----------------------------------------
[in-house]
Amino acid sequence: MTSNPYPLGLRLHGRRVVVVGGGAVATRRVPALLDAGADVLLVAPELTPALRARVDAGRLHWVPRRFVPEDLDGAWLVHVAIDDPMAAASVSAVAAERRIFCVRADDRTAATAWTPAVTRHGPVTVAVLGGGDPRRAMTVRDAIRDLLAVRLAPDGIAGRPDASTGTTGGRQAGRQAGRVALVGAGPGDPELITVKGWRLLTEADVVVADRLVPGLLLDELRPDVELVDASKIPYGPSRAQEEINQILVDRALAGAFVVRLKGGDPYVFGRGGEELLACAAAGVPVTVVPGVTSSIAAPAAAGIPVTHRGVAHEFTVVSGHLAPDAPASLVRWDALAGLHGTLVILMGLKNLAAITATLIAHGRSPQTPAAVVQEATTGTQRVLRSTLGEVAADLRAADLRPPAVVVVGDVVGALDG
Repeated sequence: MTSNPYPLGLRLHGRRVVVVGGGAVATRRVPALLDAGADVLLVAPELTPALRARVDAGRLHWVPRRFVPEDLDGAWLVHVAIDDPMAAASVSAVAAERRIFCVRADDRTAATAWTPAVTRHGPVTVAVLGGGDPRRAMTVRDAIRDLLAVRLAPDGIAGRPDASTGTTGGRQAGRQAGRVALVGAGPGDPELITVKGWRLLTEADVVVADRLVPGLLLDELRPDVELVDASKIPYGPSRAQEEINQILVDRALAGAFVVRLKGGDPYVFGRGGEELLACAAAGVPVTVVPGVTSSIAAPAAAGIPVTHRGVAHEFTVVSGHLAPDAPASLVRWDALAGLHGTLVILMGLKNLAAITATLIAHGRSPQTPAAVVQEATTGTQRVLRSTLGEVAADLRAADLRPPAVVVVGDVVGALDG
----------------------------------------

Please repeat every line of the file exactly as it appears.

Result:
[in-house]
Amino acid sequence: MTSNPYPLGLRLHGRRVVVVGGGAVATRRVPALLDAGADVLLVAPELTPALRARVDAGRLHWVPRRFVPEDLDGAWLVHVAIDDPMAAASVSAVAAERRIFCVRADDRTAATAWTPAVTRHGPVTVAVLGGGDPRRAMTVRDAIRDLLAVRLAPDGIAGRPDASTGTTGGRQAGRQAGRVALVGAGPGDPELITVKGWRLLTEADVVVADRLVPGLLLDELRPDVELVDASKIPYGPSRAQEEINQILVDRALAGAFVVRLKGGDPYVFGRGGEELLACAAAGVPVTVVPGVTSSIAAPAAAGIPVTHRGVAHEFTVVSGHLAPDAPASLVRWDALAGLHGTLVILMGLKNLAAITATLIAHGRSPQTPAAVVQEATTGTQRVLRSTLGEVAADLRAADLRPPAVVVVGDVVGALDG
Repeated sequence: MTSNPYPLGLRLHGRRVVVVGGGAVATRRVPALLDAGADVLLVAPELTPALRARVDAGRLHWVPRRFVPEDLDGAWLVHVAIDDPMAAASVSAVAAERRIFCVRADDRTAATAWTPAVTRHGPVTVAVLGGGDPRRAMTVRDAIRDLLAVRLAPDGIAGRPDASTGTTGGRQAGRQAGRVALVGAGPGDPELITVKGWRLLTEADVVVADRLVPGLLLDELRPDVELVDASKIPYGPSRAQEEINQILVDRALAGAFVVRLKGGDPYVFGRGGEELLACAAAGVPVTVVPGVTSSIAAPAAAGIPVTHRGVAHEFTVVSGHLAPDAPASLVRWDALAGLHGTLVILMGLKNLAAITATLIAHGRSPQTPAAVVQEATTGTQRVLRSTLGEVAADLRAADLRPPAVVVVGDVVGALDG